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What happened? Steve Martin isn’t funny

These days, the once wild-and-crazy guy plays it family-friendly safe with movies like the santized “Pink Pather 2.”
/ Source: contributor

Steve Martin’s got a banjo album coming out, his first all-music recording. This isn’t a joke. Anyone old enough to remember Martin’s stand-up days, anyone who bought his “Let’s Get Small” comedy record, knows that he’s pretty accomplished on that instrument. Dolly Parton is on the new album. Now, I don’t buy lots of banjo-based recordings. But if forced to choose between music featuring Steve Martin and any recent movie starring the man, I’ll bet on the banjo.

Because, really, have you seen any of his films lately? I have. All of them. And what I really want to know is this: What is the man’s problem? And why does he want to punish us? If you’re being honest with yourself, you know in your heart and probably don’t want to say out loud, that “The Pink Panther 2” is, in all probability, going to suck.

No, I haven’t seen it yet. But the evidence is on the side of me being sadly, painfully correct. And you may think that I’m simply going to say that the first Martin-starring “Pink Panther” movie is the bulk of that evidence. And it would be enough, because if it were a criminal act to make an unfunny comedy, then that inexplicably profitable heap of diluted red waste would be reason to put its writer/star on lockdown for life.

But, unfortunately, I have more reasons. Their names are, in reverse chronological order, “Cheaper by The Dozen 2,” “Cheaper by the Dozen,” “Bringing Down The House,” “The Out of Towners,” “Sgt. Bilko,” “Father of the Bride 2,” “Mixed Nuts” and “Housesitter.” This is what the career of one of America’s funniest men has come to: oatmeal-bland family comedies, sequels to those oatmeal-bland family comedies, and bizarre misfires.

“Mixed Nuts” was, in fact, a first for me. I had never walked out of a movie before that mournful day in 1994. And then, after watching 50 minutes of it, I had. My turning point. I sat in the dark theater not laughing, surrounded by other not-laughing people, and thought, “I could be home now, alphabetizing something. No one will care if I get up. They’ll just think I’m going to the bathroom. And then I can just leave. I think… yes… I am going to do this! It feels good!”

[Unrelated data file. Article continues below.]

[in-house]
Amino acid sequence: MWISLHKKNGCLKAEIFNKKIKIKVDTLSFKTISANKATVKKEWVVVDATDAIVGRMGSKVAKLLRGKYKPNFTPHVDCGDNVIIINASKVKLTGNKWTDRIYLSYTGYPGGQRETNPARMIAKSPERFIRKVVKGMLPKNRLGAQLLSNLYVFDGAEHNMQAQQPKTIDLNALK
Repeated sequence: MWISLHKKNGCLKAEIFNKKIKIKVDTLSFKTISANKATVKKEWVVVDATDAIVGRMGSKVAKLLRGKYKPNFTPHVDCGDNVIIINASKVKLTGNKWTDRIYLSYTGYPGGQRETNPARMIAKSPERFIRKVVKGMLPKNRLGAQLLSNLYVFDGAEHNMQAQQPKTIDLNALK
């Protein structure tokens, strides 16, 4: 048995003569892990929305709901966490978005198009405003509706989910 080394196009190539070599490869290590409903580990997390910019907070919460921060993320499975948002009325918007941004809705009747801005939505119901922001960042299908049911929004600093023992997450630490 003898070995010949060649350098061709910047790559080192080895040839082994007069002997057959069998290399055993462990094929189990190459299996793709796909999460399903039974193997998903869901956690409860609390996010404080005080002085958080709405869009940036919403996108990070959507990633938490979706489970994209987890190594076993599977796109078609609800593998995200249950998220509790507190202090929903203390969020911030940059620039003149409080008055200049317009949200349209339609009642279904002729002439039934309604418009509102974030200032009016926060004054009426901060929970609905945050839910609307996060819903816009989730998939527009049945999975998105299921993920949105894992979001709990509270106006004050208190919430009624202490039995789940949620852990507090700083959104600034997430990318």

Years later I would also walk out of Martin’s film, “Novocaine.” But that wasn’t supposed to be a comedy. At least I don’t think it was supposed to be a comedy. It better not have been a comedy.

Back in Martin’s heydayAnyway, it wasn’t always like this. From 1979 on, for a lot of years, every movie Martin made lived within the range of pretty-funny to mostly-funny to hurt-you-funny. “The Jerk,” “Dead Men Don’t Wear Plaid,” “The Man With Two Brains,” “The Lonely Guy,” “All of Me,” “Three Amigos!” “Little Shop of Horrors,” “Roxanne,” “Planes, Trains & Automobiles,” “Parenthood.” A really good streak. You could trust that if he was in it, then it wouldn’t be rotten and you wouldn’t feel cheated out of your ticket money.

And then came “Father of The Bride” and “L.A. Story” in the same year. The man in the hilarious “L.A. Story” was the Martin we knew: a charming guy who could eviscerate his surroundings while still living comfortably within them. He was the guy we recognized. But apparently our comfort was not comfortable enough and we needed him to be our pop culture Dad, too. And so, in “Bride,” he was.

In this monstrously successful family movie, Martin had the Robin Williams role. To his credit, he didn’t desperately mug and riff his way through the film like Williams would have. But it marked a turn to the safe and comfy for Martin that he’s settled into like one of those Snuggies everyone seems to own now. Go back and look at that movie again sometime. Do you laugh out loud? Do your sides ache because it’s so outrageous? No. You chuckle warmly. Maybe.

It marked a strange shift in Martin’s career, one where taking the easy, lazy way out brought box office results that were just as monetarily satisfying as anything he did before, if not more so. It was as if trying hard and aiming high didn’t matter anymore. It certainly didn’t matter to the audience buying the tickets. If it had then “Cheaper by the Dozen” wouldn’t have seen a sequel. And now? He’s mostly just coasting on reputation.

Hints of his former selfHe occasionally teases his old fans with flashes of the biting humor we used to know. “Bowfinger” glowed like an alien treasure in the midst of this downward cinematic slide into mediocrity; he kept hosting “Saturday Night Live,” lifting it out of its occasional slumps just when it needed it most; he was an awesomely funny Academy Awards host; and when Tina Fey gets hold of him, like in his turn as a self-absorbed organic foods CEO in “Baby Mama” or while guesting on “30 Rock,” he shines and reminds you of what you’ve been missing all this time.

That’s kind of when it hurts the most. You know that funny Steve Martin is still in there somewhere. And then that “Pink Panther 2” ad comes on TV and you get depressed again.

Maybe his work as a playwright and novelist and his art collecting activities interest him more now. Or maybe it’s the competition and Will Ferrell psyched him out. Or maybe it’s his surroundings. Maybe he just rises to the level of the people he’s working with. That would explain the Tina Fey connection. Maybe she just gets his respect in a way other collaborators don’t and she helps put him back on his game the way others can’t.

Whatever the behind the scenes machinations are, I’m hoping Fey stays a part of them. Because we don’t need another Robin Williams. And it’s not like you can expect Adam Sandler to step in and save movie comedy. But as it stands now, the “Excuse ME!” guy is running out of excuses. And I’m bummed.

Dave White is the film critic for Find him at .